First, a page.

lsmem(1) — Linux manual page


LSMEM(1)                      User Commands                     LSMEM(1)

NAME         top

       lsmem - list the ranges of available memory with their online

SYNOPSIS         top

       lsmem [options]

DESCRIPTION         top

       The lsmem command lists the ranges of available memory with their
       online status. The listed memory blocks correspond to the memory
       block representation in sysfs. The command also shows the memory
       block size and the amount of memory in online and offline state.

       The default output is compatible with original implementation
       from s390-tools, but it’s strongly recommended to avoid using
       default outputs in your scripts. Always explicitly define
       expected columns by using the --output option together with a
       columns list in environments where a stable output is required.

       The lsmem command lists a new memory range always when the
       current memory block distinguish from the previous block by some
       output column. This default behavior is possible to override by
       the --split option (e.g., lsmem --split=ZONES). The special word
       "none" may be used to ignore all differences between memory
       blocks and to create as large as possible continuous ranges. The
       opposite semantic is --all to list individual memory blocks.

       Note that some output columns may provide inaccurate information
       if a split policy forces lsmem to ignore differences in some
       attributes. For example if you merge removable and non-removable
       memory blocks to the one range than all the range will be marked
       as non-removable on lsmem output.

       Not all columns are supported on all systems. If an unsupported
       column is specified, lsmem prints the column but does not provide
       any data for it.

       Use the --help option to see the columns description.

OPTIONS         top

       -a, --all
           List each individual memory block, instead of combining
           memory blocks with similar attributes.

       -b, --bytes
           Print the sizes in bytes rather than in a human-readable

           By default, the unit, sizes are expressed in, is byte, and
           unit prefixes are in power of 2^10 (1024). Abbreviations of
           symbols are exhibited truncated in order to reach a better
           readability, by exhibiting alone the first letter of them;
           examples: "1 KiB" and "1 MiB" are respectively exhibited as
           "1 K" and "1 M", then omitting on purpose the mention "iB",
           which is part of these abbreviations.

       -J, --json
           Use JSON output format.

       -n, --noheadings
           Do not print a header line.

       -o, --output list
           Specify which output columns to print. Use --help to get a
           list of all supported columns. The default list of columns
           may be extended if list is specified in the format +list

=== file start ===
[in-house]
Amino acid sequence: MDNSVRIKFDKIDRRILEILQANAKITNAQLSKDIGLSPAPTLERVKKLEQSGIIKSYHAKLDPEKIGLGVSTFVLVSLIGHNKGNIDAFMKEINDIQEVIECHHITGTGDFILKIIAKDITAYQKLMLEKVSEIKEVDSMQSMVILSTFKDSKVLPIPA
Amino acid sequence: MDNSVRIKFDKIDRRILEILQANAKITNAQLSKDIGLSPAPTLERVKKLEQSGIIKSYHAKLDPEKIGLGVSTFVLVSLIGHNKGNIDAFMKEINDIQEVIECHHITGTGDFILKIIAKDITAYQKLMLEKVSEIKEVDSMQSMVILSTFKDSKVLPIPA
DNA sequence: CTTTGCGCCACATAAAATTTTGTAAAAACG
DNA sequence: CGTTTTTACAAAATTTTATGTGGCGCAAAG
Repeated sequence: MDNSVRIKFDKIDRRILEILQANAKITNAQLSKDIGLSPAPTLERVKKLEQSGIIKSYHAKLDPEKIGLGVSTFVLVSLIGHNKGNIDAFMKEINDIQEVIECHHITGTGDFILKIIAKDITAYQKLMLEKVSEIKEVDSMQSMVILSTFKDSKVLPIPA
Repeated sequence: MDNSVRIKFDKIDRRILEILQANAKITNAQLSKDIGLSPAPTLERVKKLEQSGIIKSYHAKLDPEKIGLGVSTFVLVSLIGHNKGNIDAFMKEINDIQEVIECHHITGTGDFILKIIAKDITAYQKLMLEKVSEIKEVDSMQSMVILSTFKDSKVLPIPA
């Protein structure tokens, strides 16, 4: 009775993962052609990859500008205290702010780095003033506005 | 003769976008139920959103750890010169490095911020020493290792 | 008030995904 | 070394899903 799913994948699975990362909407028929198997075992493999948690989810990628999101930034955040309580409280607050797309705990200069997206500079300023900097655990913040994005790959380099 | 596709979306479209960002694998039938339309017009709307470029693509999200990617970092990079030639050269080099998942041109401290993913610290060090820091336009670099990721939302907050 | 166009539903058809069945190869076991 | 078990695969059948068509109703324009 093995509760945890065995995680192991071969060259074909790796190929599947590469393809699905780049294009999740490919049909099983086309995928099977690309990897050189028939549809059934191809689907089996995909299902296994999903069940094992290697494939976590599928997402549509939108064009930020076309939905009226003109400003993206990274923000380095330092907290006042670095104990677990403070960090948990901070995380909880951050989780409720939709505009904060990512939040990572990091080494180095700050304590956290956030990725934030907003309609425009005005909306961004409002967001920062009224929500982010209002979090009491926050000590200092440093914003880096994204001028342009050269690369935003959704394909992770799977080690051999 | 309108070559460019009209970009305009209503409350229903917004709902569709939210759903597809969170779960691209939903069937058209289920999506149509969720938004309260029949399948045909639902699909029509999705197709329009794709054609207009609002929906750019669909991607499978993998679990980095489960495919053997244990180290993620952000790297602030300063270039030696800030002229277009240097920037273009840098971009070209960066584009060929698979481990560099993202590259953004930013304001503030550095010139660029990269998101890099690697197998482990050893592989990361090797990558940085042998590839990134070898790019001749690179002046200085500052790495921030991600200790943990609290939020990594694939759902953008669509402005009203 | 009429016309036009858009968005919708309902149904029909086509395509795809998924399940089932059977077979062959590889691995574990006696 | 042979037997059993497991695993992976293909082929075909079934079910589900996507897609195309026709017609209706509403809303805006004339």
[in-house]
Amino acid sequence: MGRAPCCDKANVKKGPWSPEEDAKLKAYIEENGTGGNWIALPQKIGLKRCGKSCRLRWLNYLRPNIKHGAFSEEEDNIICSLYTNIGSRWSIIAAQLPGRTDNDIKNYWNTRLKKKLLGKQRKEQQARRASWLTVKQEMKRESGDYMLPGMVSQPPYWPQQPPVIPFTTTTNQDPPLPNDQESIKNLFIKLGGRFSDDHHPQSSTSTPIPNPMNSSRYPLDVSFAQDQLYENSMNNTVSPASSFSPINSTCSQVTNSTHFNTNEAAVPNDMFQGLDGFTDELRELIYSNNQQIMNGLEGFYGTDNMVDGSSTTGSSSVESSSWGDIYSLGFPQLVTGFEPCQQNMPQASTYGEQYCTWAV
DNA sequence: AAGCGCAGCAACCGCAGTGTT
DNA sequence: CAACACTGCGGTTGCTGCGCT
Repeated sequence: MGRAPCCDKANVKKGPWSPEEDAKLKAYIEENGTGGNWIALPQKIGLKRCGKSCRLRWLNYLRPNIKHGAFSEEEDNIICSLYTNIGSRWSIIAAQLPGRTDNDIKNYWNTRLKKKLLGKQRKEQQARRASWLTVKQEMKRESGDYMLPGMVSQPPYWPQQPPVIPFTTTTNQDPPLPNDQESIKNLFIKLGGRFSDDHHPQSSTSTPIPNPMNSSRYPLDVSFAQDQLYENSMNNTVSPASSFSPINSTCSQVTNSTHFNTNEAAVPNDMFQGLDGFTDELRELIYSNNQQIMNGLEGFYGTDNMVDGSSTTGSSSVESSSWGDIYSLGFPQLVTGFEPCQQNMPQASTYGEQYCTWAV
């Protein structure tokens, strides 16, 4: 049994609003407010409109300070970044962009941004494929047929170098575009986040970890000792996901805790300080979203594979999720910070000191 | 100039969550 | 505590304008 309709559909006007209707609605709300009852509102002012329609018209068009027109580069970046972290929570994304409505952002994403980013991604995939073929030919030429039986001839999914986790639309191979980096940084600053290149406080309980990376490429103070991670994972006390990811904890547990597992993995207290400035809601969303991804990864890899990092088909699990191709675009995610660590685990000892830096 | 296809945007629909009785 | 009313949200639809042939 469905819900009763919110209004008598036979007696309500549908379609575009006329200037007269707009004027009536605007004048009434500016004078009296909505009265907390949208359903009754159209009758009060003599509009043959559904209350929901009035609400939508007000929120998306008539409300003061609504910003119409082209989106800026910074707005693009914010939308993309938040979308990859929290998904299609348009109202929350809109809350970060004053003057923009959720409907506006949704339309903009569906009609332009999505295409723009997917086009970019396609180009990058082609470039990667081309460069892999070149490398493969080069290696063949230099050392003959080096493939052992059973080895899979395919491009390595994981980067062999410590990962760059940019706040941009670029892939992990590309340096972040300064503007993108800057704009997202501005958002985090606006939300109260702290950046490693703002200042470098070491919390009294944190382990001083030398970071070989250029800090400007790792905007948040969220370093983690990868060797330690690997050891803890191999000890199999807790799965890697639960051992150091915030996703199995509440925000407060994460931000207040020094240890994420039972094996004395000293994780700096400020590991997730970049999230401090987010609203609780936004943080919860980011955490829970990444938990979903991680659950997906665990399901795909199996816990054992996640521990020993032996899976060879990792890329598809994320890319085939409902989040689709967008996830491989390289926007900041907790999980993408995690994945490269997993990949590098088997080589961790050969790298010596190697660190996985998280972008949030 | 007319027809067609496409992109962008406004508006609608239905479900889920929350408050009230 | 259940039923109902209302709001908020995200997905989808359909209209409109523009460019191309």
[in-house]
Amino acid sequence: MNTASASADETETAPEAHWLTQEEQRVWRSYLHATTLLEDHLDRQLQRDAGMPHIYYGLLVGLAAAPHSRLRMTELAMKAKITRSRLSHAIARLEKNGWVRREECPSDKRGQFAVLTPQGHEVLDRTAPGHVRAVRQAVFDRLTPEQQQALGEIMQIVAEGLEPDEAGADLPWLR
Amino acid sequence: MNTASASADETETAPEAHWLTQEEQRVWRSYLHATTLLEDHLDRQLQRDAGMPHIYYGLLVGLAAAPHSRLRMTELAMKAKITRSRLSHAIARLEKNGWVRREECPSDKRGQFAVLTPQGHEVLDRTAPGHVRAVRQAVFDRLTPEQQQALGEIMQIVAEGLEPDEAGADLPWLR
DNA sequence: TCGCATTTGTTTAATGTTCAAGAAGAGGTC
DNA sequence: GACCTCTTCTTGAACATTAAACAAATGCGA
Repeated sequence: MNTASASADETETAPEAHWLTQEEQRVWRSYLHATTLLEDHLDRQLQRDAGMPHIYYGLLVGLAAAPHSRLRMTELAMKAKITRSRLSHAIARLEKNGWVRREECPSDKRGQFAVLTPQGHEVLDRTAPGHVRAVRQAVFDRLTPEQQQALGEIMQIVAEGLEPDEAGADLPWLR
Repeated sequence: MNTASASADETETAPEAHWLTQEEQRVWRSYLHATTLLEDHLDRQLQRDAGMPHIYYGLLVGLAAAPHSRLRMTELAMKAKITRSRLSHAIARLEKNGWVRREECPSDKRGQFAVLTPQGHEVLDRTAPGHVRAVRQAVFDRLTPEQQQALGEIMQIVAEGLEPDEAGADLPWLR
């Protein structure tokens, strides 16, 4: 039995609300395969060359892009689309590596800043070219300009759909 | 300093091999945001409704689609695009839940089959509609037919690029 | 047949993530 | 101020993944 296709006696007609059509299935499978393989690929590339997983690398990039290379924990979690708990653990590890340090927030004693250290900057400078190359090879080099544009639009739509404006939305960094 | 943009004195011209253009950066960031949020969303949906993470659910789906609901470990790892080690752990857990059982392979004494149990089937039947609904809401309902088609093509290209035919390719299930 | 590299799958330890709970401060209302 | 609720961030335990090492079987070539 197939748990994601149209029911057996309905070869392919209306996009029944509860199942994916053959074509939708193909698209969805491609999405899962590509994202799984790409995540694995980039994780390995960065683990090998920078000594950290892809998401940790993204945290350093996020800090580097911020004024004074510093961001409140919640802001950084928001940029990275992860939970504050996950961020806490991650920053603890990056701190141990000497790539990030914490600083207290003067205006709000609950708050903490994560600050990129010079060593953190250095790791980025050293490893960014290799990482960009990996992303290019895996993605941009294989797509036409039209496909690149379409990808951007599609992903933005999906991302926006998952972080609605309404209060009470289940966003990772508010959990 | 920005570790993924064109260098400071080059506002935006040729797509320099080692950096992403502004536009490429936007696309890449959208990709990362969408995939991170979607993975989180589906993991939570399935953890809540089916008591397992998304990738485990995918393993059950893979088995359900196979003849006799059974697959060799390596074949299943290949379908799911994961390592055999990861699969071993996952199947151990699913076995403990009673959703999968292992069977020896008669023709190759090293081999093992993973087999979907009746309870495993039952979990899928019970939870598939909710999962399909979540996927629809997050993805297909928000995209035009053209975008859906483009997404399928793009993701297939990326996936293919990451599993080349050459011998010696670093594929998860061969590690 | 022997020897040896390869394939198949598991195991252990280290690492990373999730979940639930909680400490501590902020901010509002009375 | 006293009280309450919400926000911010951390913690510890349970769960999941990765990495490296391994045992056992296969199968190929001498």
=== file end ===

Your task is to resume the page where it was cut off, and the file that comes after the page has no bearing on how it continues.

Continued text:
(e.g., lsmem -o +NODE).

           Output all available columns.

       -P, --pairs
           Produce output in the form of key="value" pairs. All
           potentially unsafe value characters are hex-escaped

       -r, --raw
           Produce output in raw format. All potentially unsafe
           characters are hex-escaped (\x<code>).

       -S, --split list
           Specify which columns (attributes) use to split memory blocks
           to ranges. The supported columns are STATE, REMOVABLE, NODE
           and ZONES, or "none". The other columns are silently ignored.
           For more details see DESCRIPTION above.

       -s, --sysroot directory
           Gather memory data for a Linux instance other than the
           instance from which the lsmem command is issued. The
           specified directory is the system root of the Linux instance
           to be inspected.

       -h, --help
           Display help text and exit.

       -V, --version
           Print version and exit.

           This option controls summary lines output. The optional
           argument when can be never, always or only. If the when
           argument is omitted, it defaults to "only". The summary
           output is suppressed for --raw, --pairs and --json.

AUTHORS         top

       lsmem was originally written by Gerald Schaefer for s390-tools in
       Perl. The C version for util-linux was written by Clemens von
       Mann, Heiko Carstens and Karel Zak.

SEE ALSO         top


REPORTING BUGS         top

       For bug reports, use the issue tracker at

AVAILABILITY         top

       The lsmem command is part of the util-linux package which can be
       downloaded from Linux Kernel Archive
       <>. This page
       is part of the util-linux (a random collection of Linux
       utilities) project. Information about the project can be found at
       ⟨⟩. If you have
       a bug report for this manual page, send it to This page was obtained from the
       project's upstream Git repository
       ⟨git://⟩ on
       2023-12-22. (At that time, the date of the most recent commit
       that was found in the repository was 2023-12-14.) If you discover
       any rendering problems in this HTML version of the page, or you
       believe there is a better or more up-to-date source for the page,
       or you have corrections or improvements to the information in
       this COLOPHON (which is not part of the original manual page),
       send a mail to

util-linux 2.39.594-1e0ad      2023-07-19                       LSMEM(1)

Pages that refer to this page: chmem(8)